‘Smooth’ transition from Turf Club to new regulatory authority

Racing’s anti-doping task force expected to meet before end of month

Denis Egan: “You don’t turn around 238 years of history at the press of a button. But the major stuff is organised and it has been very smooth.” Photograph: Morgan Treacy/Inpho

Denis Egan: “You don’t turn around 238 years of history at the press of a button. But the major stuff is organised and it has been very smooth.” Photograph: Morgan Treacy/Inpho

 

Officials at the new Irish Horseracing Regulatory Board have said there has been a smooth technical transition from the old Turf Club organisation which wound up after 238 years at the end of 2017.

The IHRB was set up as a limited company and came into force at the start of this month although much of the day to day regulation of racing is unchanged. Chief executive, Denis Egan, confirmed on Friday the logistics of the move have gone smoothly.

“There are a few minor things still to be done. You don’t turn around 238 years of history at the press of a button. But the major stuff is organised and it has been very smooth,” he said.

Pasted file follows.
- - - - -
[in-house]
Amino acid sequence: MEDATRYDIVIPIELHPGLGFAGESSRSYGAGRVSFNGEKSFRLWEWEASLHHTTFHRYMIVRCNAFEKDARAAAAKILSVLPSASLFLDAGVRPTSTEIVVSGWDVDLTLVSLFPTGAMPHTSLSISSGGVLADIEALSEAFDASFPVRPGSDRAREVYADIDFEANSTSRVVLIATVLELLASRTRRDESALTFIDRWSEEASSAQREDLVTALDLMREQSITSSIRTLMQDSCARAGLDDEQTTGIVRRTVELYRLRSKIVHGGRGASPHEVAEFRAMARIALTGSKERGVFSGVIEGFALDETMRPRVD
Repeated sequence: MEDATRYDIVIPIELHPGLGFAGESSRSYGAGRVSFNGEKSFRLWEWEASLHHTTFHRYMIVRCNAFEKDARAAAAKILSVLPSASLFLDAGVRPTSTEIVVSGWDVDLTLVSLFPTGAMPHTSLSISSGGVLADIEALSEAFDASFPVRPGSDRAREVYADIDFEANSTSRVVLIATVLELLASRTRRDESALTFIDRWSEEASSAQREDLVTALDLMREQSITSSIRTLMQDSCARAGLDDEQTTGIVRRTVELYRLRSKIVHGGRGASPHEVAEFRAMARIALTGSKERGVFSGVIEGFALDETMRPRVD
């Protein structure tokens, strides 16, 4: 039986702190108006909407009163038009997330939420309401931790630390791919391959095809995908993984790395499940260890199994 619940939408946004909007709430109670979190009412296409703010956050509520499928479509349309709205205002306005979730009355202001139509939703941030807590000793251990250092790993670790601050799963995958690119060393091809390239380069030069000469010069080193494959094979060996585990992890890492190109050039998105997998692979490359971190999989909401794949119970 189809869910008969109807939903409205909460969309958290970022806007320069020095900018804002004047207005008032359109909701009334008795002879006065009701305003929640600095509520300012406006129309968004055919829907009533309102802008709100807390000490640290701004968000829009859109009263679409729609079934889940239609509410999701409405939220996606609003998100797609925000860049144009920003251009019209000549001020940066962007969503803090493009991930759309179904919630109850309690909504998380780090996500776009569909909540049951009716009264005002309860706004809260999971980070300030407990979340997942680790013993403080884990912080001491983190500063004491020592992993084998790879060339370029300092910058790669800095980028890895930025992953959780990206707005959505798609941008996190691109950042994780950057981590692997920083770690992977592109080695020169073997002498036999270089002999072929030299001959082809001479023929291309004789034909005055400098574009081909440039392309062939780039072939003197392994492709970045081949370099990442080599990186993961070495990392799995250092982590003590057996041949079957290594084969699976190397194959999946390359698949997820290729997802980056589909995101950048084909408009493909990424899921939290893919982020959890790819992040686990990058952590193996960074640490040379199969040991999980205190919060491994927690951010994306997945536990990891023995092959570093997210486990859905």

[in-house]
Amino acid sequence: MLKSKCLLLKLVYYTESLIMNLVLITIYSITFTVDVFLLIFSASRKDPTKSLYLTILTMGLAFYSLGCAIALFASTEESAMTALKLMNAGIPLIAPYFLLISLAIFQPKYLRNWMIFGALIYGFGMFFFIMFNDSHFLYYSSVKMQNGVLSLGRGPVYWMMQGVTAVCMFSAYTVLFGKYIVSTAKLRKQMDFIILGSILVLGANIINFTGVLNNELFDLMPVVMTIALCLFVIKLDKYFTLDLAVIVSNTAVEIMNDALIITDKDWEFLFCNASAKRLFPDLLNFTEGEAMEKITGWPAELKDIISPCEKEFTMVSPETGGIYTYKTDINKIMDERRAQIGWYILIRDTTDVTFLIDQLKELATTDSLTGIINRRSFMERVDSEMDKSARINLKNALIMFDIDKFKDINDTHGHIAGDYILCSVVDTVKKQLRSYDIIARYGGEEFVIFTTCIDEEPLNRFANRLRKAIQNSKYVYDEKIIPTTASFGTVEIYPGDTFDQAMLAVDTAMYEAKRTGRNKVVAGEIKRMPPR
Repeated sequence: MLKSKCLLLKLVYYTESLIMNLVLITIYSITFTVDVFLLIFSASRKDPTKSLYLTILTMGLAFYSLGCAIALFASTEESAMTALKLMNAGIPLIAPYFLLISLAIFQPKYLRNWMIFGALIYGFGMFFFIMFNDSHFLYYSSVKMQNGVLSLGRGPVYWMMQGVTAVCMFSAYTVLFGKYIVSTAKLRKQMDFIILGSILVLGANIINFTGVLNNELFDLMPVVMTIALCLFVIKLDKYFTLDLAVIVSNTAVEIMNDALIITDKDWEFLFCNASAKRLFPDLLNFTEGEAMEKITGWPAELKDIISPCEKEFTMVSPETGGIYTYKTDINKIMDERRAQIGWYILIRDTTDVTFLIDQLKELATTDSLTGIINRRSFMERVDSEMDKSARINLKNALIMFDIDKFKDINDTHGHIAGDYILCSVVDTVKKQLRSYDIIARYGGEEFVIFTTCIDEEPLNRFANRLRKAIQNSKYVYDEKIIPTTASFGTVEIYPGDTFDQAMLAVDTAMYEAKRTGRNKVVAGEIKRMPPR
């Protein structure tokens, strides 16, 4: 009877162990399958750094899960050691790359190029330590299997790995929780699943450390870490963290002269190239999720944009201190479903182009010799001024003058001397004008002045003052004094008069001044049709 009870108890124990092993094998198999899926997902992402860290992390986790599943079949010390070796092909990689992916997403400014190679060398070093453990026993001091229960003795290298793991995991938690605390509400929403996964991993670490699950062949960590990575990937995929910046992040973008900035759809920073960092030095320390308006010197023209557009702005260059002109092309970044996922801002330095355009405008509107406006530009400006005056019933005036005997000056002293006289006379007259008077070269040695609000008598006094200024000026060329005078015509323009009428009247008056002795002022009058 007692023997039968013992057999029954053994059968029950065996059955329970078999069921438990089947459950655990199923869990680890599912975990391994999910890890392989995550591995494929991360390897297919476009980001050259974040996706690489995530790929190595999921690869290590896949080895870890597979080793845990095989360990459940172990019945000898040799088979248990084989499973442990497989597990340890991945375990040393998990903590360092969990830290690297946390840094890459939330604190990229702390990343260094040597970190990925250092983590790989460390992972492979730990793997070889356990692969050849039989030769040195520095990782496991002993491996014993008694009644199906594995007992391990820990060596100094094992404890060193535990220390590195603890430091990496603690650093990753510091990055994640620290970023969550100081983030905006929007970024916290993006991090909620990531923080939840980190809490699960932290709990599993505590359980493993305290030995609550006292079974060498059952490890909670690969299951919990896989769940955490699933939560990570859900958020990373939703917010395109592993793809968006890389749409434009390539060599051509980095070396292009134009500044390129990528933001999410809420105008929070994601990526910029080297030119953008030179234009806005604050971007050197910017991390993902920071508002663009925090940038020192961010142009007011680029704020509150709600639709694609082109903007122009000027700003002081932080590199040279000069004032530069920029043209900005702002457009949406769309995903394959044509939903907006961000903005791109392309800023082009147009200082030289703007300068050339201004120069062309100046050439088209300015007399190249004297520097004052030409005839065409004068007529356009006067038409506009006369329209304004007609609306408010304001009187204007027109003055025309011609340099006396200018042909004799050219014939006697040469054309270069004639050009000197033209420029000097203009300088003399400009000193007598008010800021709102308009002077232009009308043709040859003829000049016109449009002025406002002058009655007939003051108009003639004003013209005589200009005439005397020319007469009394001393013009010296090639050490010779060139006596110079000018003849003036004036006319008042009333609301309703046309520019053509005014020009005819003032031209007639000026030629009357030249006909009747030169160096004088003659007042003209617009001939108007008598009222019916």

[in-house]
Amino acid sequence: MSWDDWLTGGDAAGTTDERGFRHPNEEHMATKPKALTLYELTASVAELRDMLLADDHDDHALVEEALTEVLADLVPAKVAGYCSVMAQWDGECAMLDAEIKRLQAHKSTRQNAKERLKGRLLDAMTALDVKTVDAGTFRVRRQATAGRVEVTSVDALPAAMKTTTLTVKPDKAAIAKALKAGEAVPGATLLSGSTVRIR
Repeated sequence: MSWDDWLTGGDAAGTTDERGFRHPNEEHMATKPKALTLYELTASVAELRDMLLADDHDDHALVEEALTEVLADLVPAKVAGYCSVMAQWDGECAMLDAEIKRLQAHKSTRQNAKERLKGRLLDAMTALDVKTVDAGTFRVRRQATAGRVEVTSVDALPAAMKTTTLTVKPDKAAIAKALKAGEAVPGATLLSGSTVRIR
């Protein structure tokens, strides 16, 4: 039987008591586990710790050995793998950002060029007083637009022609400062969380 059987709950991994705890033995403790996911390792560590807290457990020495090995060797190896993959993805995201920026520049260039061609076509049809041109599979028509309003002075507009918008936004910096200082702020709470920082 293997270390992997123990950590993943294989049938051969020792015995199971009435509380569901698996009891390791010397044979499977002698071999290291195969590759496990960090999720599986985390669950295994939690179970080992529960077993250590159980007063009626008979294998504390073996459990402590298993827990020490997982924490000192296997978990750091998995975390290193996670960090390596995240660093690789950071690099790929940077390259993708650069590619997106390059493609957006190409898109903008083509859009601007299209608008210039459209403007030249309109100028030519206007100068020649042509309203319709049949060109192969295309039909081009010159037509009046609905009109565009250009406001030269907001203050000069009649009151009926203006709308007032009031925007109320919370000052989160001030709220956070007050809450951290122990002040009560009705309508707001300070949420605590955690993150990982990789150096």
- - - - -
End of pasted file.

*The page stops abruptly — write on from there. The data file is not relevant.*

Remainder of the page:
Part of the reason for the creation of the IHRB was to protect members of the Turf Club and the Irish National Hunt Steeplechase Committee from expensive legal costs after a number of high-profile court cases in recent years.

In other news, Horse Racing Ireland’s chief executive Brian Kavanagh said on Friday he expects the next meeting of the Anti-Doping Task Force to take place before the end of this month.

The Task Force, which two years ago released an extensive report on how to combat the threat of drugs in racing, has been reconvened to try and find a method for how testing should take place on premises unlicensed by the Irish Horseracing Regulatory Board.

A protocol between the IHRB, the Irish Thoroughbred Breeders Association and sales companies to provide for a testing mechanism was a central recommendation of the Task Force report in 2016.

The Task Force includes representatives from across the bloodstock industry and was set up as a priority issue on the back of a series of steroids controversies. It’s new chairman, Colm Gaynor, headed his first meeting of the body just before Christmas.  

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